Scaled down plans for redevelopment of the Chelsea Barracks site include shorter towers and more green space.
Developer Project Blue (Guernsey) Limited was forced to make changes to original plans for the site - which lies on the border of Pimlico and Chelsea - following a Westminster Council planning committee meeting in September.
Under the new plans, released on Tuesday, public open space would be increased from two to 6.2 acres on the residential complex.
The building opposite Gatliff Close would be reduced from 13 to eight storeys and set back four metres from the road, and the entire development would be sited a further 1.2 metres from Chelsea Bridge Road.
The total number of flats would also be reduced from 638 to 552, with 276 market-rate and 276 affordable homes.
The developer also intends to demolish the barracks' chapel under the new plans, to make way for the increased open space, despite campaigners attempts to save the building.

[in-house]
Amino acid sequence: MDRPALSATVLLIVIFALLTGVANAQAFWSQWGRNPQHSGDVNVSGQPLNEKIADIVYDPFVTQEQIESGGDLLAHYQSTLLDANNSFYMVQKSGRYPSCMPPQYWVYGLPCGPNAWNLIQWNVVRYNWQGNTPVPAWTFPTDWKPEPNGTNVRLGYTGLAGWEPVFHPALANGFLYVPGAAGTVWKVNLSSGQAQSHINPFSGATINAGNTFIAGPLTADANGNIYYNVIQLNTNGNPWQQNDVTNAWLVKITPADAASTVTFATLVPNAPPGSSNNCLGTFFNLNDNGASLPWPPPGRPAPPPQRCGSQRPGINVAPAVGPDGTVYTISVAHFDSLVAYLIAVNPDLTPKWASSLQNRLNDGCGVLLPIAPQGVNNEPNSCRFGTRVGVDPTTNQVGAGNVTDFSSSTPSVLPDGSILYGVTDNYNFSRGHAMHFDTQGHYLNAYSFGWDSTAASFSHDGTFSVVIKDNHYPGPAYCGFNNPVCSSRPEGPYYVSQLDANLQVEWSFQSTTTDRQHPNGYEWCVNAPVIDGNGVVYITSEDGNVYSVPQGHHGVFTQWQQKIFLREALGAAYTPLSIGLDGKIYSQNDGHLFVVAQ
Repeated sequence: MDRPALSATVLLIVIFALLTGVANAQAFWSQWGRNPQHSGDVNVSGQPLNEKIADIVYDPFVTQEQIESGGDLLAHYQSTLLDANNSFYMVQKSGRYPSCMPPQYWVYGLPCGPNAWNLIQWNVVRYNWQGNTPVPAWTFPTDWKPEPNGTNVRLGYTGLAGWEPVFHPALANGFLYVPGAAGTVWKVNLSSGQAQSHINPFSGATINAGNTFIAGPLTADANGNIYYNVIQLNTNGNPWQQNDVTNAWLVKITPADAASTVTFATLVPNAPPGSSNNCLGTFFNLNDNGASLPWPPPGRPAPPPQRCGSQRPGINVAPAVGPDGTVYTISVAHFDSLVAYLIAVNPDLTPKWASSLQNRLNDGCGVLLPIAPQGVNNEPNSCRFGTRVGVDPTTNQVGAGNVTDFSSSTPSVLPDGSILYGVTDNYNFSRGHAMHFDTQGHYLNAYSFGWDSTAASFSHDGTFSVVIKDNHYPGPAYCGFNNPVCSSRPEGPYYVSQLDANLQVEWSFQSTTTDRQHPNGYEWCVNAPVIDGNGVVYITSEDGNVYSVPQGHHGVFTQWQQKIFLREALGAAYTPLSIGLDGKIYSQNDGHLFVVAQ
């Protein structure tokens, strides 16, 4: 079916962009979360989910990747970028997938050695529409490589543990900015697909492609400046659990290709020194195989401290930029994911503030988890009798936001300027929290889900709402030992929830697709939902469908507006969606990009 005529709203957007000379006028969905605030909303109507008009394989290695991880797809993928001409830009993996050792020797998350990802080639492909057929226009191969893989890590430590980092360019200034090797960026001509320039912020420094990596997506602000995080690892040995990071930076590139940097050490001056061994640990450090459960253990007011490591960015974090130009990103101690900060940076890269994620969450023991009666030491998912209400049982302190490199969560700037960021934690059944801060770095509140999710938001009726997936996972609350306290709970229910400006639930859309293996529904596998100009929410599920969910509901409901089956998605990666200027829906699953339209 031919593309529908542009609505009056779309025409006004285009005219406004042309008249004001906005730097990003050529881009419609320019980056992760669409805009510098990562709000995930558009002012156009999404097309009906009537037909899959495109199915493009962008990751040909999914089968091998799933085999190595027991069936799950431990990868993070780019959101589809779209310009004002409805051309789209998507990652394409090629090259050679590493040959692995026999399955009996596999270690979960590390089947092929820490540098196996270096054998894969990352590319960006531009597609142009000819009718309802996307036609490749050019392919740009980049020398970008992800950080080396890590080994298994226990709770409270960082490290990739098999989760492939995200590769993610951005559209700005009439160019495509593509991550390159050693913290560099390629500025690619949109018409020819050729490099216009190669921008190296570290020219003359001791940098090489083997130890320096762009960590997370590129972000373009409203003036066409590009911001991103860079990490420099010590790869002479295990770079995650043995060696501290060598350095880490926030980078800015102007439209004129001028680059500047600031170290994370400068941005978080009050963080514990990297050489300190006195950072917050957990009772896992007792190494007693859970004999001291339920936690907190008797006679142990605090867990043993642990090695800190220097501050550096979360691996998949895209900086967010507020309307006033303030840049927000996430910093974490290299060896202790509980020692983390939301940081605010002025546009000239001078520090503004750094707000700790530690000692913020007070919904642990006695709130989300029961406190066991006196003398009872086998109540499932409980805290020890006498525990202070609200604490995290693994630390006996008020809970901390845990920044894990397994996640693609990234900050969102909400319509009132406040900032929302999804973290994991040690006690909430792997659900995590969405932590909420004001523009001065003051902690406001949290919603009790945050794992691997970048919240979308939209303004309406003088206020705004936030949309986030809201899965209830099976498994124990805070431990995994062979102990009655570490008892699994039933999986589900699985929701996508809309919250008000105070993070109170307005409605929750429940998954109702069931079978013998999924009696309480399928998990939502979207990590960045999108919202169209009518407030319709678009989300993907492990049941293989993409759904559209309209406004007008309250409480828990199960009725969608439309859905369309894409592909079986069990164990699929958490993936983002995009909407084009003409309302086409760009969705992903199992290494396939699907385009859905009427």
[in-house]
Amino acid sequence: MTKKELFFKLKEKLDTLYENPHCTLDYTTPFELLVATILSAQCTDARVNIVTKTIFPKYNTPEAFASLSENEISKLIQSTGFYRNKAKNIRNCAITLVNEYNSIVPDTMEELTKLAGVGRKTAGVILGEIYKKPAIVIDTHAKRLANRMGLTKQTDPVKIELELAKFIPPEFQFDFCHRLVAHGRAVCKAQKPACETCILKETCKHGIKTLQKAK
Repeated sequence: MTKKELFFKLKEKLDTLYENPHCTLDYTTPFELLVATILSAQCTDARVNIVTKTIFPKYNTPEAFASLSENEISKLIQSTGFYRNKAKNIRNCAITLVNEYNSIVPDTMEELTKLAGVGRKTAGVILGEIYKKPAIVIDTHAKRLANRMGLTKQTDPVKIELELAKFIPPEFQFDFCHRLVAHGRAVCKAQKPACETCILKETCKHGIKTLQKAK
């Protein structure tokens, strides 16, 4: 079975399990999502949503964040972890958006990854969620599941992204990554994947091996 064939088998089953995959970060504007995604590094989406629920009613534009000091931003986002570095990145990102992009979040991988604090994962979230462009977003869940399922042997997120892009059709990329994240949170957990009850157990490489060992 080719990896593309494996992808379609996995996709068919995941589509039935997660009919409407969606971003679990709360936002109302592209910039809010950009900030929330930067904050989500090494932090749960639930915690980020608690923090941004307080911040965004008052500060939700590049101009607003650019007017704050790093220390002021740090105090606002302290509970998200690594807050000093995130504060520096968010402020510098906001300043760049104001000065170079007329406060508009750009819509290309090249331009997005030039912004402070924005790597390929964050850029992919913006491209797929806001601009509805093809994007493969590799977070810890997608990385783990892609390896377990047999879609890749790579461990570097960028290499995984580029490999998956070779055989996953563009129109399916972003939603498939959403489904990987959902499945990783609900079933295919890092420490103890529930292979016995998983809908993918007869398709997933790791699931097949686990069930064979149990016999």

English Heritage has asked culture minister Barbara Follett MP to save the chapel by listing it, along with support from residents from the Barracks Action Group.
Bishop of London Richard Chartres has also penned a letter to Ms Follett, stating: "After some research I've come to accept the importance and value of this building."
Barracks Action Group chairwoman Georgine Thorburn, of Bloomfield Terrace, said she was arranging a public meeting in March, with Churchill ward councillors, to discuss the group's feelings about the latest proposal.
A PBGL spokesman said: "We have always been aware that a bold and contemporary design for the redevelopment of Chelsea Barracks was bound to arouse debate.
"However, over the past six months we have implemented a very extensive outreach programme to our neighbours and stakeholders, during which we have listened attentively and responded positively to their concerns.
"Consequently, on the key issues of height, massing and the public space, the scheme that we are now submitting for planning consent has achieved a high degree of consensus."
The new plans are set to be submitted to Westminster Council by the end of the week.